Copyright protection of designs in the EU: how many originality standards is too many?

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Publisher
Oxford University Press
Copyright
© The Author(s) 2018. Published by Oxford University Press. All rights reserved.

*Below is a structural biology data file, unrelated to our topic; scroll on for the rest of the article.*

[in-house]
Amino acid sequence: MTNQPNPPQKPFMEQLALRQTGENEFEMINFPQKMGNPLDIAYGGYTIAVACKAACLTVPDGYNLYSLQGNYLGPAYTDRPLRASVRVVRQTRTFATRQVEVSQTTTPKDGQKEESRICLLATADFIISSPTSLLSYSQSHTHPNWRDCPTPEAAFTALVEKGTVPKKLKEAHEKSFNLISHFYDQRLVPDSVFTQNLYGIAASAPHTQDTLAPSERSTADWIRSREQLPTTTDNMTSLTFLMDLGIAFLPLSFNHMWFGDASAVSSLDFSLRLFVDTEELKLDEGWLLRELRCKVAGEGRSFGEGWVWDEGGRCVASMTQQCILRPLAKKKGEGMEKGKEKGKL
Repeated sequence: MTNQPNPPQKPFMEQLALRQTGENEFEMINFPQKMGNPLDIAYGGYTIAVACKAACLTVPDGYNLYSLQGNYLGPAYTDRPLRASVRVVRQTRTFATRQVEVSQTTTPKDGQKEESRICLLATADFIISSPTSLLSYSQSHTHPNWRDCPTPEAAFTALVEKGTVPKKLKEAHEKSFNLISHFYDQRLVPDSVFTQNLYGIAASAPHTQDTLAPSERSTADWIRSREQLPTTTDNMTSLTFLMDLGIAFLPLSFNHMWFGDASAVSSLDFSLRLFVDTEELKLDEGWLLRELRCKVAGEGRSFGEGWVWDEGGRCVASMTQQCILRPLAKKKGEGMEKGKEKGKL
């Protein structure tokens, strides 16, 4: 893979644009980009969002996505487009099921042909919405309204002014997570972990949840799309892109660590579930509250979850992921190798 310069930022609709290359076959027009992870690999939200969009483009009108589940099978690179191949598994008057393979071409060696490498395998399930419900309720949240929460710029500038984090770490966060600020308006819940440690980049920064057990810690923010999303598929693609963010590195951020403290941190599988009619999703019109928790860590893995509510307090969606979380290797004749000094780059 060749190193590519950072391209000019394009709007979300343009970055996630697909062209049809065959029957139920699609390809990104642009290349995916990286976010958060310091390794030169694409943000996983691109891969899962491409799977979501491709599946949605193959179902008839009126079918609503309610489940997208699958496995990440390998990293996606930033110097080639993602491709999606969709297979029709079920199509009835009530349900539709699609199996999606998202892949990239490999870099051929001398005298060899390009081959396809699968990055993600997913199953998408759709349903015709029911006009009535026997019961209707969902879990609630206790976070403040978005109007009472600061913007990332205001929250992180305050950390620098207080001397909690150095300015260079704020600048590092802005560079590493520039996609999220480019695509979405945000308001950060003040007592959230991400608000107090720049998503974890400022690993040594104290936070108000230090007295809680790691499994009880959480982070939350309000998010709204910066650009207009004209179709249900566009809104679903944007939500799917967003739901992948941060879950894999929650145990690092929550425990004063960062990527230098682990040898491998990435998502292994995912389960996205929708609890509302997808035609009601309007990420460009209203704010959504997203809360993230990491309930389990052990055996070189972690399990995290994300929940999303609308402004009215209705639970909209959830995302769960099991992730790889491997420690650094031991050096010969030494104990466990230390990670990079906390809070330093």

ISSN
1747-1532
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1747-1540
D.O.I.
10.1093/jiplp/jpy037
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Abstract